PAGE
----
Perhaps people have thought this throughout time, but today America and the world do seem to be a crossroads where a decision will be made as to whether increased tolerance, an embrace of modernity and efforts to find peaceful coexistence with others will continue to set mankind's agenda or whether, instead, racism, nativism, xenophobia and unbridled bigotry will grow. From Islamic extremists attacking and murdering those of other faiths and those who accept modernity and modern knowledge (with a corresponding decline in adherence to religious dogma) to American white supremacists and Christofacists rallying to Donald Trump's standard, to those in the United Kingdom who voted to "Leave," the forces of reaction and ignorance can be seen across the globe trying to take all of us backward in time. Looked at in this context, the 2016 presidential election is part of this larger struggle between what I see as good and what is evil when stripped of all of the lies and smokes screens loved by the forces of reaction. A piece in Politico by a Republican who will be supporting Hillary Clinton looks at this contest and how Brexit was the last straw for her. Here are excerpts:
Last Friday, people across the United Kingdom woke up shocked to learn that their nation had actually voted to leave the European Union. More than a million people now reportedly would like to change their vote from “leave” to “remain”; more than 3 million signed a petition for a second referendum. EU institutions and major corporations based in London announced they would move operations and jobs from Britain to EU countries.
My reaction was a little different: I decided to endorse Hillary Clinton for president. It wasn’t an easy decision. As a conservative, I find Hillary Clinton stands for the opposite of a number of things I believe strongly . . . I have deep misgivings about a Clinton presidency, but the anguish of British voters who cast a protest vote thinking it wouldn’t matter — that their vote wouldn’t be decisive — convinced me that something much bigger is at stake in this election. The unthinkable, I realized, was actually possible this year. . . . And I realized I didn’t want to wake up on November 9 to find Donald Trump elected president and wish I had done more to prevent it.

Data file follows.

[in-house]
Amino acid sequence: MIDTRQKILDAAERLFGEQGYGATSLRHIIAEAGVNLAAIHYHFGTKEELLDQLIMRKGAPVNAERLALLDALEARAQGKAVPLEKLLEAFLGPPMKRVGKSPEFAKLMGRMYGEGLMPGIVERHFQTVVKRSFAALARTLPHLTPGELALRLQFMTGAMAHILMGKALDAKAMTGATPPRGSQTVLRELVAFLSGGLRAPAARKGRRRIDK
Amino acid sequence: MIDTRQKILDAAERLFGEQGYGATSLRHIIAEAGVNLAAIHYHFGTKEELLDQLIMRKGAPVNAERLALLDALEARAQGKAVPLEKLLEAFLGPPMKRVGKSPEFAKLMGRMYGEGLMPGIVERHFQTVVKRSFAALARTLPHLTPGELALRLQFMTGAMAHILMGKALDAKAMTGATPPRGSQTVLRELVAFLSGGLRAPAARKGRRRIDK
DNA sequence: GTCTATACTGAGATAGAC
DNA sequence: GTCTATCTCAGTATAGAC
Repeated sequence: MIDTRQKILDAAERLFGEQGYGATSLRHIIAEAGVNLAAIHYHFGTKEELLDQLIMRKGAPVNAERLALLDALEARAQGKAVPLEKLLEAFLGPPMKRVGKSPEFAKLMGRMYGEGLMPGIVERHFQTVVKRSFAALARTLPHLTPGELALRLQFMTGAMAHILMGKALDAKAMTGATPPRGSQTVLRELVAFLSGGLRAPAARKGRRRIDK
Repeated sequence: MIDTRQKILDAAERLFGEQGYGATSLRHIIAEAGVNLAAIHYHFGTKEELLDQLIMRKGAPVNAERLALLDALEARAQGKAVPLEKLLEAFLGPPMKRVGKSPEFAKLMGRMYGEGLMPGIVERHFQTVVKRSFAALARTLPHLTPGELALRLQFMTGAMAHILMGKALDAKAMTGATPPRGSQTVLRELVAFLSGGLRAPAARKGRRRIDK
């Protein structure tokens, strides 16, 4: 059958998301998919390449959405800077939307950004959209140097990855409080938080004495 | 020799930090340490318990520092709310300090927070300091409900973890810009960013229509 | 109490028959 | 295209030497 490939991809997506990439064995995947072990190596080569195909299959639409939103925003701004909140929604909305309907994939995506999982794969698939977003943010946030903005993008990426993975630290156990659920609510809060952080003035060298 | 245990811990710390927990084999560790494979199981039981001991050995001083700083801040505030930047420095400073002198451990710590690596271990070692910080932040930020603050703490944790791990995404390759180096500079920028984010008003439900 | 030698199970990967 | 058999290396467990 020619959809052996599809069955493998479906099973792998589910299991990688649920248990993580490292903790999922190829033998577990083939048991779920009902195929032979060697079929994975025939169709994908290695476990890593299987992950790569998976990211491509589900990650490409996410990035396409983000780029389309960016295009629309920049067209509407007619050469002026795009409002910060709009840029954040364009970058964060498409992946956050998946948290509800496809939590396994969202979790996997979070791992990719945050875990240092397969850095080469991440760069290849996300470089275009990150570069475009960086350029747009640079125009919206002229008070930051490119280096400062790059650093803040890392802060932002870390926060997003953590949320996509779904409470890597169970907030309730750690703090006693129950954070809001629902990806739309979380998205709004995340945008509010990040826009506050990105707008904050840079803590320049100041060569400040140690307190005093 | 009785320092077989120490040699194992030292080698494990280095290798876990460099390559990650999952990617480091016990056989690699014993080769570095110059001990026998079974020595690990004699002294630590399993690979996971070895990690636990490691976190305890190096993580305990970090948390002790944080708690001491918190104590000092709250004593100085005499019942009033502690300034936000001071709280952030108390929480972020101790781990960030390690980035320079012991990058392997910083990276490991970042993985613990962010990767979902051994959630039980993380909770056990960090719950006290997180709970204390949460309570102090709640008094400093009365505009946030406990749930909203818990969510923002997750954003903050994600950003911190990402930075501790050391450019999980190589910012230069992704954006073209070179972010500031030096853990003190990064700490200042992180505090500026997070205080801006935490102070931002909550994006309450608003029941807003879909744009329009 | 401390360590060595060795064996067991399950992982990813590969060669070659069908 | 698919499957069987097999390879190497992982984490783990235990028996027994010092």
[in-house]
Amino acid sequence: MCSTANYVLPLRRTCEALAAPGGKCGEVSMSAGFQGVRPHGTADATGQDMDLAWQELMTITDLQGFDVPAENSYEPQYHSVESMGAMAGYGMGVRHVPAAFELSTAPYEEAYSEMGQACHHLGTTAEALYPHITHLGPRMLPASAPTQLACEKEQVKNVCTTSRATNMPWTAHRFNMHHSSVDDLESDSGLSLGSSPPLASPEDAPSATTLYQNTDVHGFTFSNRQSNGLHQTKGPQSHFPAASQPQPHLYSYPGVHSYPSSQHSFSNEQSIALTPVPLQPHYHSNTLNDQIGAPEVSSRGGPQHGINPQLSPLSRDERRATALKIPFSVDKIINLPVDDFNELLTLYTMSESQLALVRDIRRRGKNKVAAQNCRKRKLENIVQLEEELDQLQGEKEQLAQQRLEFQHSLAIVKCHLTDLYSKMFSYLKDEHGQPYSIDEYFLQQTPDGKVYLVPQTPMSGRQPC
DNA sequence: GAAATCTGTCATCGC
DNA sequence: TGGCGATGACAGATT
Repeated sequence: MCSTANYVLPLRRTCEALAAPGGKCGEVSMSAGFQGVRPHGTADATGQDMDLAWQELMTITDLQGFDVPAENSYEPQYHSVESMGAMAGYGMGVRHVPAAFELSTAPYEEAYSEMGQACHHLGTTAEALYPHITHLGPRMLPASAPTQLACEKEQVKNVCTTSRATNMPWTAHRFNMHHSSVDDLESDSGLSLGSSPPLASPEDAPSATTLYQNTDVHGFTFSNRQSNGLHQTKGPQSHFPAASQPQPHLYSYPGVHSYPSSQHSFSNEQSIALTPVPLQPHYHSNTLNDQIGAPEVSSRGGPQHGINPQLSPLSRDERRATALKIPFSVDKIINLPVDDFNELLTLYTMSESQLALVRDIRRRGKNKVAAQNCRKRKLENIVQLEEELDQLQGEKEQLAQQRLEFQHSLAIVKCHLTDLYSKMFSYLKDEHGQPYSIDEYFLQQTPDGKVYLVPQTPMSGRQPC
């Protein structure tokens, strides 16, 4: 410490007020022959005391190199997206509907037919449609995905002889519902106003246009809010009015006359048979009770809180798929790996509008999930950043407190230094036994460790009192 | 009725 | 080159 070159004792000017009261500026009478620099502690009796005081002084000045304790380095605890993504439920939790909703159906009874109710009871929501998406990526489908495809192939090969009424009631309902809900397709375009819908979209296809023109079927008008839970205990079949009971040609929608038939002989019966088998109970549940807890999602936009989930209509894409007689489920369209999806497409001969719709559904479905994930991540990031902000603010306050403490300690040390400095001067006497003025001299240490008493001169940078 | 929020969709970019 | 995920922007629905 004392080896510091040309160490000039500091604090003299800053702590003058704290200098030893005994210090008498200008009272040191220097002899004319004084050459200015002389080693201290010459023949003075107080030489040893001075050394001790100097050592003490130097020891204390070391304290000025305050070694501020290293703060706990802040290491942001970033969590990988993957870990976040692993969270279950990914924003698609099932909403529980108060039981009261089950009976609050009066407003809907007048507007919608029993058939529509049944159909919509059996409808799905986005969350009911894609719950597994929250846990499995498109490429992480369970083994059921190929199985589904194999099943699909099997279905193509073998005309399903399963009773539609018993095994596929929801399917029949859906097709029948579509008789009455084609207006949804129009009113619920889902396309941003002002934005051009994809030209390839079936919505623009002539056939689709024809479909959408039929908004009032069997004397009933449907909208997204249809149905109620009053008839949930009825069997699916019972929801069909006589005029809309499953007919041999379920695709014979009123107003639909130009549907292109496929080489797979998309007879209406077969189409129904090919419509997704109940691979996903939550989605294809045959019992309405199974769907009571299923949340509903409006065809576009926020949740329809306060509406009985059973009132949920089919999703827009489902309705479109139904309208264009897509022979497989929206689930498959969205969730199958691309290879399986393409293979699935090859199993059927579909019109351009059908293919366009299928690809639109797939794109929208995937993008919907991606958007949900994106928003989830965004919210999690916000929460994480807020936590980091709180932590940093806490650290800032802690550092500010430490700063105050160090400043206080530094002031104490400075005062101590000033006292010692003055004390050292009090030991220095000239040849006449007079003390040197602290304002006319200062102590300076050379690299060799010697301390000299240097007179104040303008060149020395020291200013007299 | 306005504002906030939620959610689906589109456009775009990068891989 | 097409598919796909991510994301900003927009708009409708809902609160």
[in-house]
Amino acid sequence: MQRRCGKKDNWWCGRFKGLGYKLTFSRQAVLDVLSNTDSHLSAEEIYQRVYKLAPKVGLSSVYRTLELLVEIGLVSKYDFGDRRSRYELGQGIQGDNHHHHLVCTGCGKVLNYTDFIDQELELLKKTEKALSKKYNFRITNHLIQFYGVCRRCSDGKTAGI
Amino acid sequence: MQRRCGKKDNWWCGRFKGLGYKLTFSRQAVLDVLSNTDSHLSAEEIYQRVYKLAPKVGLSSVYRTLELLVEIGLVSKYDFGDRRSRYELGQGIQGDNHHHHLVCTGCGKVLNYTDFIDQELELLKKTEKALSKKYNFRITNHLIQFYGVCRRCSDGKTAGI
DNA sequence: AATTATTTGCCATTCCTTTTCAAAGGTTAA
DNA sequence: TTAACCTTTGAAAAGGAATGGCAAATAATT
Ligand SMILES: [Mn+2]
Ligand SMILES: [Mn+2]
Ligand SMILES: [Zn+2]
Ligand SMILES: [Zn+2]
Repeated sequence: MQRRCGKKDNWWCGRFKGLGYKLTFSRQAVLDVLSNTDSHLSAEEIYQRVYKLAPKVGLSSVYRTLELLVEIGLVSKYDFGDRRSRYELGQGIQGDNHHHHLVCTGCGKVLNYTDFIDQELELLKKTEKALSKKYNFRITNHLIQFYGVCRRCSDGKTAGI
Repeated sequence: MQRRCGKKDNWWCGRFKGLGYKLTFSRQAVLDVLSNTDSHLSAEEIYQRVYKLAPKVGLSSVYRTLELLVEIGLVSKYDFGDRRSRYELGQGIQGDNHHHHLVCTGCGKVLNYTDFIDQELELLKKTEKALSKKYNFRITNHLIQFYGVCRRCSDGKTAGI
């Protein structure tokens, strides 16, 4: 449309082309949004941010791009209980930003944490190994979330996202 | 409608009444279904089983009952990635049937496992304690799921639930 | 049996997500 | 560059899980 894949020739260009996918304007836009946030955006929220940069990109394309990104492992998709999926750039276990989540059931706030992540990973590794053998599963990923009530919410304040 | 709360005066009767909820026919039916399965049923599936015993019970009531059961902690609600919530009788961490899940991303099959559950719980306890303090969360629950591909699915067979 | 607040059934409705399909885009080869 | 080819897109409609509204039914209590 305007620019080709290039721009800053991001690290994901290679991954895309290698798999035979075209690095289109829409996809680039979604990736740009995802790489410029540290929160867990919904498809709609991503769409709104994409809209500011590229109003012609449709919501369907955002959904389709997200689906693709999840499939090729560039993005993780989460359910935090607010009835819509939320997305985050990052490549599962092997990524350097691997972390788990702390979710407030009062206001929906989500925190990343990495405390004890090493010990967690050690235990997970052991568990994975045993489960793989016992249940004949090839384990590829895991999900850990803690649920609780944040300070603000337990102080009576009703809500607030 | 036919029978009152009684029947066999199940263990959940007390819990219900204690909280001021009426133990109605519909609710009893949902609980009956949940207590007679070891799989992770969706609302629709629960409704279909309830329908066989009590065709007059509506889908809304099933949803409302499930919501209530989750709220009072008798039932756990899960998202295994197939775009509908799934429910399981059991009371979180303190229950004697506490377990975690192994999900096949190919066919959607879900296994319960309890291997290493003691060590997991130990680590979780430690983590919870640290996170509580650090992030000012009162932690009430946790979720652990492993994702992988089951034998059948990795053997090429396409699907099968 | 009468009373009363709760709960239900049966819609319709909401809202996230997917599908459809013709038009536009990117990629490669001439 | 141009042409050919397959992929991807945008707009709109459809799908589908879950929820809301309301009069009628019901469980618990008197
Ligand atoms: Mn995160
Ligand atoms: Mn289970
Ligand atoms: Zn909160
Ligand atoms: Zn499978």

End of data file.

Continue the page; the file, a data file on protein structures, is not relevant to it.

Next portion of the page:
As one of the signatories of the national security experts’ “never Trump” letter, I genuinely believe the erratic statements Donald Trump has made would be disastrous if adopted as American policies. His candidacy is itself bad for our country. . . . .
It is impossible to imagine Donald Trump doing the things an American leader is called to do in an insecure world . . . . Trump’s emphatic support for torturing terrorists and killing their families will be a huge victory for ISIL, Al Qaeda and other terrorist organizations, compromising our claim to be different and better than what we are protecting ourselves from. The American military, bound by the Uniform Code of Military Justice that holds individuals culpable if they carry out an illegal order, would refuse—resulting in a civil-military crisis that would fragment our own nation and delight our adversaries.
She will not be a president to my liking. . . . But there is no question that Hillary Clinton's are a safer pair of hands than are those of Donald Trump. She colors inside the lines; he goes all the way off the drawing board. Presidential contests are two-person races in the United States, and the only candidates who have a serious prospect of victory are the party standard-bearers. Protest votes are more satisfying than voting for the lesser of two evils, but they could result in Donald Trump being elected, just as British protest votes created an outcome many who cast those ballots realized, only too late, they never wanted at all.